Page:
Closing the Poverty and Culture Gap: Strategies to Reach Every Student
Donna Walker Tileston, Sandra K. Darling
SAGE Publications, Mar 31, 2009 - Education - 98 pages
'I can get future teachers to appreciate the role of culture and poverty, but it is very hard for them to translate that understanding into specific activities or strategies. This book provides so much more than any other text that I have ever used in an Introduction to Education course regarding working with diverse populations' -- Rosemary Traoré, Assistant Professor of Urban Education
University of North Carolina at Charlotte
'Provides a rich collection of research for instructional strategies. The combination of a call to action and supporting strategies provides a tool kit for instructional leaders' -- Mary Reeve, Director, Services for Exceptional Students
Gallup McKinley County Schools, NM
Many caring teachers have expressed a need for more help in improving student achievement, especially in low-performing/high-poverty schools. This research-based book offers a comprehensive set of instructional strategies that have been proven to make a significant difference in student learning when diverse cultures and poverty come into play.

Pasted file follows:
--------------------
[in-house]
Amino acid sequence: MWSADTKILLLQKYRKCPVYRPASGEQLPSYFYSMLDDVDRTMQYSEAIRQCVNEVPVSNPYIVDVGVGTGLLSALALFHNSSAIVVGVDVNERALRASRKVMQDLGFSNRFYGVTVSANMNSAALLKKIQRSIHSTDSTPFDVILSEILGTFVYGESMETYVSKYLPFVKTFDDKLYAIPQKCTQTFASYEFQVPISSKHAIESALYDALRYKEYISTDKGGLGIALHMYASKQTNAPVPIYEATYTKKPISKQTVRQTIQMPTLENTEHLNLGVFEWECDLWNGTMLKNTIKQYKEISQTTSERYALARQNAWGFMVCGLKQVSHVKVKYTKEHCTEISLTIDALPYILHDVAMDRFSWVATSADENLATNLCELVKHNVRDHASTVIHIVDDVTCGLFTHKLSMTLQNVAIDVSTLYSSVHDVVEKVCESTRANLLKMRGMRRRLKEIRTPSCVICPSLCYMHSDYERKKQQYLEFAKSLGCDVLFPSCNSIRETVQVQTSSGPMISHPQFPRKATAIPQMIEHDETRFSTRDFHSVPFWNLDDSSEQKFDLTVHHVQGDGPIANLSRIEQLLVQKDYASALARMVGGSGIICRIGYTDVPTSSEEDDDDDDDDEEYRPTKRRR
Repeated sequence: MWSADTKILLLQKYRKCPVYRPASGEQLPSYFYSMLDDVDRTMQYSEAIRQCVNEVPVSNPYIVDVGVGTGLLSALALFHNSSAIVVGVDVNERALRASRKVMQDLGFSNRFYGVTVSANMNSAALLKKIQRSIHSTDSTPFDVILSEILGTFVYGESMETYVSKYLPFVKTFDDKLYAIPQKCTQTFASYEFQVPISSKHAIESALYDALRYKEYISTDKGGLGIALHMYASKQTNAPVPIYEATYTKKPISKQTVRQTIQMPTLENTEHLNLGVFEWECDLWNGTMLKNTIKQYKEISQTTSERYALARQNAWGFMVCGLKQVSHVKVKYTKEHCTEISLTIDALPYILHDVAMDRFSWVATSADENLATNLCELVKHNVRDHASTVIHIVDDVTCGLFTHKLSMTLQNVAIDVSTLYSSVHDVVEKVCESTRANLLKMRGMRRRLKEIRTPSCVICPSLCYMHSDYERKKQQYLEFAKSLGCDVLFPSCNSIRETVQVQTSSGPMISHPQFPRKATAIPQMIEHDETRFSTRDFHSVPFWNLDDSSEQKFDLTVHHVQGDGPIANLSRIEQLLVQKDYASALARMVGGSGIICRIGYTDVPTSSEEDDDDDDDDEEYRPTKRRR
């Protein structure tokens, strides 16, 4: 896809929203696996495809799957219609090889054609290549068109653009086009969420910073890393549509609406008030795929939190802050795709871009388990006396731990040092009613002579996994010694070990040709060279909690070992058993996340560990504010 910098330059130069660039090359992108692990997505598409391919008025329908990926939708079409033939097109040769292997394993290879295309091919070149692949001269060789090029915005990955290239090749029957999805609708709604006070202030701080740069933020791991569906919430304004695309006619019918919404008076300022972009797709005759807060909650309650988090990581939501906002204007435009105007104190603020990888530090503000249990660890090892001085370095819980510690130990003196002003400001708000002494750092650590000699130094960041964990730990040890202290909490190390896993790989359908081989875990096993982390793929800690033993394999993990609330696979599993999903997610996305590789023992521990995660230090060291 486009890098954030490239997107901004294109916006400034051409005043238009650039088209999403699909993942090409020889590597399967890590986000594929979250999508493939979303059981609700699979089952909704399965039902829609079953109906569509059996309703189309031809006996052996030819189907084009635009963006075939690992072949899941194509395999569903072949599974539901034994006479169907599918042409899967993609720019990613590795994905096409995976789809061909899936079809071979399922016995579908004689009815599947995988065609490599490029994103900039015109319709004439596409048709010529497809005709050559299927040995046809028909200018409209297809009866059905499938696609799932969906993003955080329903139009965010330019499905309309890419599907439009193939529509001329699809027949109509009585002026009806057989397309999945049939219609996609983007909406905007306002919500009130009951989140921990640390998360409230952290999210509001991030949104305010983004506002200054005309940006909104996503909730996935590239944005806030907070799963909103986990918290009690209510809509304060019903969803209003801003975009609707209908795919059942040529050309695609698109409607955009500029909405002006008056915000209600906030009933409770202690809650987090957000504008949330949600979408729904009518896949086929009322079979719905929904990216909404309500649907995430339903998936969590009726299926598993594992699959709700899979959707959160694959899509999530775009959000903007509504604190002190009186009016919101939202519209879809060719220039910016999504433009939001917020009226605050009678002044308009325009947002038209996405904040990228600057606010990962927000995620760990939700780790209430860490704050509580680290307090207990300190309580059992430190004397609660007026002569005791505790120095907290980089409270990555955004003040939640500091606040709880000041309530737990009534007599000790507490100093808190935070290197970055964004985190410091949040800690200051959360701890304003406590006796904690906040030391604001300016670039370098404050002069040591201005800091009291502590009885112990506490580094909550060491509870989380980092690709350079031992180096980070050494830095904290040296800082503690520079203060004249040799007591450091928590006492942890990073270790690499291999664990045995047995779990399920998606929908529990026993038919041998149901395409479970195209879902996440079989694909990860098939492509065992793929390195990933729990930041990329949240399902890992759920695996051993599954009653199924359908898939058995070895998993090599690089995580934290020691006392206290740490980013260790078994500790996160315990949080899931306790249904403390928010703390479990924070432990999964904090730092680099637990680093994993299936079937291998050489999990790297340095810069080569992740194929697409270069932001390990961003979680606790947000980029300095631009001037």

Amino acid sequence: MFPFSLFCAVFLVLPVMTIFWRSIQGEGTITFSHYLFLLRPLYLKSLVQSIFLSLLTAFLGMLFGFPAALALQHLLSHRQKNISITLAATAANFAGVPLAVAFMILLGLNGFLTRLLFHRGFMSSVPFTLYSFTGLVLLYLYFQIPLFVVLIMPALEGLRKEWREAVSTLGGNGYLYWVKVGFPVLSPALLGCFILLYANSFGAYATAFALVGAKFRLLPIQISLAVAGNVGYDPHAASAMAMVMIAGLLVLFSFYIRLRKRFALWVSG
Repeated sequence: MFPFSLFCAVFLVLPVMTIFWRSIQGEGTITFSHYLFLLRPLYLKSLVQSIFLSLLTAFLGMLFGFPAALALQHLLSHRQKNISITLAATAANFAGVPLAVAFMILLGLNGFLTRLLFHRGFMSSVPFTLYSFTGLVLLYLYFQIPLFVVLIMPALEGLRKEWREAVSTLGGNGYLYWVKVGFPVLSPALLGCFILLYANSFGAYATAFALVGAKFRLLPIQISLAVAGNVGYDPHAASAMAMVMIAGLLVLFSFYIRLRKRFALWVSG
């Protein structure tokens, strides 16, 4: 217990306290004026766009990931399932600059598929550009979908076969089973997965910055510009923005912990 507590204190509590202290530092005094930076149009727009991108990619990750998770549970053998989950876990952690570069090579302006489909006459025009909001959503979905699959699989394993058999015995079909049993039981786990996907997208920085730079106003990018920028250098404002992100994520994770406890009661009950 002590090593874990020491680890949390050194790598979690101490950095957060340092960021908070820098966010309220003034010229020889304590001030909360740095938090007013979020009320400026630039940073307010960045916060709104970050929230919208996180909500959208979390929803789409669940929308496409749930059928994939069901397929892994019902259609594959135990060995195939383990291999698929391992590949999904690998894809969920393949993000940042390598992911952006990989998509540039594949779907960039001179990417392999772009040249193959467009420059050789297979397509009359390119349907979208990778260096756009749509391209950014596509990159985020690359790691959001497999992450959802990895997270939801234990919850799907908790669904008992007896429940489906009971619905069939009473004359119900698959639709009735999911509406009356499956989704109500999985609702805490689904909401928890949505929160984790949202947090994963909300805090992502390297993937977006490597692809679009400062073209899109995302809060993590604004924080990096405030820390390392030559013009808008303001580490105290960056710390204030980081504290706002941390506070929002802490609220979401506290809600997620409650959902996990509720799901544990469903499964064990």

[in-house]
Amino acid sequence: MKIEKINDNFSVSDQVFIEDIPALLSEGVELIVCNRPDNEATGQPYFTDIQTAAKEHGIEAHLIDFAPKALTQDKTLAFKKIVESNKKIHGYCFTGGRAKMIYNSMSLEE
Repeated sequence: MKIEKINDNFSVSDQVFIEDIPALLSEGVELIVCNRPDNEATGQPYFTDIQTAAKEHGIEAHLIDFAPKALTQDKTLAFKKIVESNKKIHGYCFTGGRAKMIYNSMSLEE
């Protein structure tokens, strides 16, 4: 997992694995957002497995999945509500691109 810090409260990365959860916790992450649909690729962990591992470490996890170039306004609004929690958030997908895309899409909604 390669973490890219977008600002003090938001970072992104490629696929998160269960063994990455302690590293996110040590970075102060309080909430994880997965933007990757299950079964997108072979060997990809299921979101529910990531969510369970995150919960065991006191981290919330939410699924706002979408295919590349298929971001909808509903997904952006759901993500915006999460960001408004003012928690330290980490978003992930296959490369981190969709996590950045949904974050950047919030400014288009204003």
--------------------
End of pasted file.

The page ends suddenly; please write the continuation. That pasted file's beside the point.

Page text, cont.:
Donna Walker Tileston and Sandra K. Darling provide a six-part framework to help teachers build on students' assets and strengths rather than attempt to overcome perceived disadvantages. Based on their extensive experience and gathered data, the authors discuss:
- Why some cultures are "turned off" by typical motivational approaches and what educators can do to reach students
- What research says about the brain's desire to learn
- How teachers can build on students' prior knowledge and help forge new connections
- The importance of resiliency, especially for students of poverty and diverse cultures
- Teaching procedural and declarative knowledge and preparing students for high-stakes tests
This practical resource provides the key structures for working effectively with students of differing cultures and poverty, ensuring higher student achievement in the diverse classroom.